The ball may be the subject, but the placid blue water gives the ball cognitive, emotional, metaphoric buoyancy.

The ball may be the subject, but the placid blue water gives the ball cognitive, emotional, metaphoric buoyancy.

When I walk around an elementary school and see paintings or drawings hanging on the walls--say of a house, or a bicycle, or a dog, or an airplane--I'm always interested to see the shape and scope of the space around the subject. The blank area has a name, aesthetically speaking. It's called "negative space". It's the space around the subject that helps build character and contextual relevance. Children often leave tons of negative space, so intent are they to perfect their rocket ship in one discrete place on the page. Conversely, there are always some kids who feel that any space left blank is territory that should be filled in, thus eliminating almost all emptiness in favor of riotous lines and bombastic color.

As we get older, the potency of this seemingly unused space begins to increase. We start to notice when things feel vacant, or, when handled well, we notice and nod appreciatively when space has been left empty by conscious intention. We begin to notice the long pauses in conversation with some people carefully articulating an important thought. We also begin to notice how other people never have anything to say, even as they spill an endless jabber of words. Handled well, negative space is anything but negative.

Negative space is the empty universe in which the mote of Earth floats in vacuum. It's the water of a swimming pool on which an untouched beach ball bobs up and down. Its good treatment requires a measure of confidence on the part of its creator. It's a statement that a creative person believes his or her direct expression of a subject is compelling enough, or organized enough, or valuable enough to not require more. Good use of negative space proves the maxim: less really is more.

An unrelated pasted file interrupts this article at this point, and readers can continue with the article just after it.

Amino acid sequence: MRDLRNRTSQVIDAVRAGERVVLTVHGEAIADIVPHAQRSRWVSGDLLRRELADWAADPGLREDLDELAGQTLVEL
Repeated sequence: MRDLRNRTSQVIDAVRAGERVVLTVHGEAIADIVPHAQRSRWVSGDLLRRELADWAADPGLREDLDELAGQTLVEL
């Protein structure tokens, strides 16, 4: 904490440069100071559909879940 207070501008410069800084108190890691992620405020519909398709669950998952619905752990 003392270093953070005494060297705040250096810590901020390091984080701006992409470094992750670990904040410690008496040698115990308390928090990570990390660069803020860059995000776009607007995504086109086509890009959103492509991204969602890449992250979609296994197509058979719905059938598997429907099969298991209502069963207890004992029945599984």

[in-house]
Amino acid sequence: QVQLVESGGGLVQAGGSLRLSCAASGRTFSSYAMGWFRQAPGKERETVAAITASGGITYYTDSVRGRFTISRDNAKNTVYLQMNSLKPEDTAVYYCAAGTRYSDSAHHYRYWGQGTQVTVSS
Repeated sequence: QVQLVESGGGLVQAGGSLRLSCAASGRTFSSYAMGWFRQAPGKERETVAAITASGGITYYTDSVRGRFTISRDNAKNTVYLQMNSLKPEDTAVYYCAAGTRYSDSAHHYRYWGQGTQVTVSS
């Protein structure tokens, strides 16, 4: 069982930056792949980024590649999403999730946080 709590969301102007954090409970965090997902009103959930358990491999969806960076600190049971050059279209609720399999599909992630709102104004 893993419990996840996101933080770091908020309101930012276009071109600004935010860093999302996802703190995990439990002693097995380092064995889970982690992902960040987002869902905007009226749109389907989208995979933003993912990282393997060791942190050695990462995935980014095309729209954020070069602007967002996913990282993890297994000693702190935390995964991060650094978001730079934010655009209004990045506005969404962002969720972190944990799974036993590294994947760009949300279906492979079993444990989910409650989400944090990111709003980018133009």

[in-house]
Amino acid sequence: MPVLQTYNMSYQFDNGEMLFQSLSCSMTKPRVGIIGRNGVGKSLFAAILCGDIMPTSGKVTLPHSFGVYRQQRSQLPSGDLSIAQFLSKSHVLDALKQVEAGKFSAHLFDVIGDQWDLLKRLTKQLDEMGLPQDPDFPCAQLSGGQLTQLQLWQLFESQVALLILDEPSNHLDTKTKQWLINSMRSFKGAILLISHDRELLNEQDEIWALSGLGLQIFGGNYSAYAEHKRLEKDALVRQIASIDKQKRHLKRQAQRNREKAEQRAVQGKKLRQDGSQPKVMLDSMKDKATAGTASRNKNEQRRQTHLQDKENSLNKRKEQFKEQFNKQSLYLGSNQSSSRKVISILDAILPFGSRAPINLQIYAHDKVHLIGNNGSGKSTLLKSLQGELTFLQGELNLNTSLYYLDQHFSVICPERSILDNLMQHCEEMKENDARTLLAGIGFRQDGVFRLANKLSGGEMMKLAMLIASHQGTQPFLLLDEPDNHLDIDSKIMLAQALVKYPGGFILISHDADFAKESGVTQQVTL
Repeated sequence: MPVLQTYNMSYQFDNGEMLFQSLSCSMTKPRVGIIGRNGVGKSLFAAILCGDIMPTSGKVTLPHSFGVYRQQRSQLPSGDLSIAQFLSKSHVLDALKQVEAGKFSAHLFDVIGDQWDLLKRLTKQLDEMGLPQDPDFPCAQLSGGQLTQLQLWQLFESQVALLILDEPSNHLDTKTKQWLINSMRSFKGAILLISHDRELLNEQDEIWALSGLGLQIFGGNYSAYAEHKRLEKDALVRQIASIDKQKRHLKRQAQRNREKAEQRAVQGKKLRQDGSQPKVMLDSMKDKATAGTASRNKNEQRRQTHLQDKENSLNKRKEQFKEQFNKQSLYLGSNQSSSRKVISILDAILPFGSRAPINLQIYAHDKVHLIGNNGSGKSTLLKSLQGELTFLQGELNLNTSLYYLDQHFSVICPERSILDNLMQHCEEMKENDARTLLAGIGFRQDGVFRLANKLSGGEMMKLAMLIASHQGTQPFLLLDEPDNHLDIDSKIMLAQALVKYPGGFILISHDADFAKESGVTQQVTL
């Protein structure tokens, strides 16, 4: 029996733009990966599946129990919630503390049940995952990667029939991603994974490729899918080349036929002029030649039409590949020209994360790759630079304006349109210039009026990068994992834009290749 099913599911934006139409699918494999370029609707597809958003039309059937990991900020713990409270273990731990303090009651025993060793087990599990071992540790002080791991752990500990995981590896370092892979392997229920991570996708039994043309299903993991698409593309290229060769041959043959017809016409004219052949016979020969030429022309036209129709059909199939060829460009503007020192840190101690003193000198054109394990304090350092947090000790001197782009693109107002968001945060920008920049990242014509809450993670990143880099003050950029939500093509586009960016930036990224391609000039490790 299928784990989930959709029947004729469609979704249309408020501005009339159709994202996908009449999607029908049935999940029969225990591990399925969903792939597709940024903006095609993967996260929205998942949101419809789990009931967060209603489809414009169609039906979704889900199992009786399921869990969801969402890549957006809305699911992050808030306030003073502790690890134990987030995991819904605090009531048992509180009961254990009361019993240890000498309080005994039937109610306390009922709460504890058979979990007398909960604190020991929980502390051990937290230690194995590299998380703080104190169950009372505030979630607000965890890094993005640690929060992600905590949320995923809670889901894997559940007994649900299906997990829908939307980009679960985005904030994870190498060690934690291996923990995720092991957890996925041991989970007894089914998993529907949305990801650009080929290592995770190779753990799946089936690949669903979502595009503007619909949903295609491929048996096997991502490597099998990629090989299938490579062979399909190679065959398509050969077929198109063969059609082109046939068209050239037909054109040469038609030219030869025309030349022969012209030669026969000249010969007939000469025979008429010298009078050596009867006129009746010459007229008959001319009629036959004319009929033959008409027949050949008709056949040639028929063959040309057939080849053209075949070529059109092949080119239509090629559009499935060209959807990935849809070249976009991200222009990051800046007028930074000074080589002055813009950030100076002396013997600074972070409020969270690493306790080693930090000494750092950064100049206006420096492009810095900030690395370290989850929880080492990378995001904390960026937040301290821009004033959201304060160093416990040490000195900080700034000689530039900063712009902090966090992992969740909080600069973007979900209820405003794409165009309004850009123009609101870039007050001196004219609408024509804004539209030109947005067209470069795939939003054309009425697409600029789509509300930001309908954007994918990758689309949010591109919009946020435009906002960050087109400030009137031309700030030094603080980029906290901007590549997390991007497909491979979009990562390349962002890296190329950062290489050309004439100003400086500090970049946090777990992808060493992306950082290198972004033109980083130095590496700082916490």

Negative space doesn't just appear in paintings and pencil drawings. Smart industrial design often tries to simplify in a way that leaves cognitive space for a user. The musical pause--say, the infinitely brief suspension of sound before a violin cadenza yields to the waiting mass of the orchestra--focuses the audience on being present, on waiting with delicious anticipation.

I look for expressions of negative space as indications of competent thought. It's not the same thing to just leave "blank space". Blank is….blank. It's a nothing; it has no form, no intention. But just like the number zero can help mathematicians count to infinity, negative space is the absence of mass that holds an idea in place. By itself, it counts for very little: negative space only exists because of a positive something. But I find that sometimes the intentional declaration of emptiness can be the defining clue that there's something else in a creative person's mind full of meaning, or at least worthy of consideration.

--Michael Starobin

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